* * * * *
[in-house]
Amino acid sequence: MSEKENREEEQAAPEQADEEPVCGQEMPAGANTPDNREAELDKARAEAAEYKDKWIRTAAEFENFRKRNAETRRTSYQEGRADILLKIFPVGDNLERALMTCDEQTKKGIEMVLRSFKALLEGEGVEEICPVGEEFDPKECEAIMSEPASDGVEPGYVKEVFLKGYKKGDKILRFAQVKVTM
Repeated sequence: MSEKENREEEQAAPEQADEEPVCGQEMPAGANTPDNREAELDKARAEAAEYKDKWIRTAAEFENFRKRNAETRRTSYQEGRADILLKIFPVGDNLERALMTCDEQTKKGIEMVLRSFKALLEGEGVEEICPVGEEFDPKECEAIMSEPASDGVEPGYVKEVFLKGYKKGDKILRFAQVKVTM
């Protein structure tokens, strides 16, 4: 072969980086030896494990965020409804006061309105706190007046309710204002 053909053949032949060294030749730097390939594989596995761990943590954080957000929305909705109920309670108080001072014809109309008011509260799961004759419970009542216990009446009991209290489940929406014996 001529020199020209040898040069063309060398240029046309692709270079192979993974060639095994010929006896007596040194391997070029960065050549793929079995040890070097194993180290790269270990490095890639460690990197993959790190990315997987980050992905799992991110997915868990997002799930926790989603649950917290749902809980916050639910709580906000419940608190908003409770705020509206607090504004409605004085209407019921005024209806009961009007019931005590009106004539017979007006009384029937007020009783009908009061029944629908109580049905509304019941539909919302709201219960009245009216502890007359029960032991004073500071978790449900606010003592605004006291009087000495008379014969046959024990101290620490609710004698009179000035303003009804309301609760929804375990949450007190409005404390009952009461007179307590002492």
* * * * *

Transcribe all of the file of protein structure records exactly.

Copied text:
[in-house]
Amino acid sequence: MSEKENREEEQAAPEQADEEPVCGQEMPAGANTPDNREAELDKARAEAAEYKDKWIRTAAEFENFRKRNAETRRTSYQEGRADILLKIFPVGDNLERALMTCDEQTKKGIEMVLRSFKALLEGEGVEEICPVGEEFDPKECEAIMSEPASDGVEPGYVKEVFLKGYKKGDKILRFAQVKVTM
Repeated sequence: MSEKENREEEQAAPEQADEEPVCGQEMPAGANTPDNREAELDKARAEAAEYKDKWIRTAAEFENFRKRNAETRRTSYQEGRADILLKIFPVGDNLERALMTCDEQTKKGIEMVLRSFKALLEGEGVEEICPVGEEFDPKECEAIMSEPASDGVEPGYVKEVFLKGYKKGDKILRFAQVKVTM
């Protein structure tokens, strides 16, 4: 072969980086030896494990965020409804006061309105706190007046309710204002 053909053949032949060294030749730097390939594989596995761990943590954080957000929305909705109920309670108080001072014809109309008011509260799961004759419970009542216990009446009991209290489940929406014996 001529020199020209040898040069063309060398240029046309692709270079192979993974060639095994010929006896007596040194391997070029960065050549793929079995040890070097194993180290790269270990490095890639460690990197993959790190990315997987980050992905799992991110997915868990997002799930926790989603649950917290749902809980916050639910709580906000419940608190908003409770705020509206607090504004409605004085209407019921005024209806009961009007019931005590009106004539017979007006009384029937007020009783009908009061029944629908109580049905509304019941539909919302709201219960009245009216502890007359029960032991004073500071978790449900606010003592605004006291009087000495008379014969046959024990101290620490609710004698009179000035303003009804309301609760929804375990949450007190409005404390009952009461007179307590002492």